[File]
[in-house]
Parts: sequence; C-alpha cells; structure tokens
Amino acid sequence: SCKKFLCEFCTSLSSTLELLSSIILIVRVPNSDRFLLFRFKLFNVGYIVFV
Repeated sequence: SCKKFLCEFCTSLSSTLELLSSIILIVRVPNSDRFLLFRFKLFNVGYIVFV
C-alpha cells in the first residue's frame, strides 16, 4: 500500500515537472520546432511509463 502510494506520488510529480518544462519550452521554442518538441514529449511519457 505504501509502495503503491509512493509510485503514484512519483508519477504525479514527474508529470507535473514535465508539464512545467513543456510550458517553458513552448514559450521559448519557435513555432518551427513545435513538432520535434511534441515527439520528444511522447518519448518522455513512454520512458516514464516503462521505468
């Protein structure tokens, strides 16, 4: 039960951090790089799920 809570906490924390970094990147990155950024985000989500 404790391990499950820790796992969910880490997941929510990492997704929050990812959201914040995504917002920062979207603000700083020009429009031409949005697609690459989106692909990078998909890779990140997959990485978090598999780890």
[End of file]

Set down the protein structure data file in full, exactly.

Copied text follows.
[in-house]
Parts: sequence; C-alpha cells; structure tokens
Amino acid sequence: SCKKFLCEFCTSLSSTLELLSSIILIVRVPNSDRFLLFRFKLFNVGYIVFV
Repeated sequence: SCKKFLCEFCTSLSSTLELLSSIILIVRVPNSDRFLLFRFKLFNVGYIVFV
C-alpha cells in the first residue's frame, strides 16, 4: 500500500515537472520546432511509463 502510494506520488510529480518544462519550452521554442518538441514529449511519457 505504501509502495503503491509512493509510485503514484512519483508519477504525479514527474508529470507535473514535465508539464512545467513543456510550458517553458513552448514559450521559448519557435513555432518551427513545435513538432520535434511534441515527439520528444511522447518519448518522455513512454520512458516514464516503462521505468
């Protein structure tokens, strides 16, 4: 039960951090790089799920 809570906490924390970094990147990155950024985000989500 404790391990499950820790796992969910880490997941929510990492997704929050990812959201914040995504917002920062979207603000700083020009429009031409949005697609690459989106692909990078998909890779990140997959990485978090598999780890």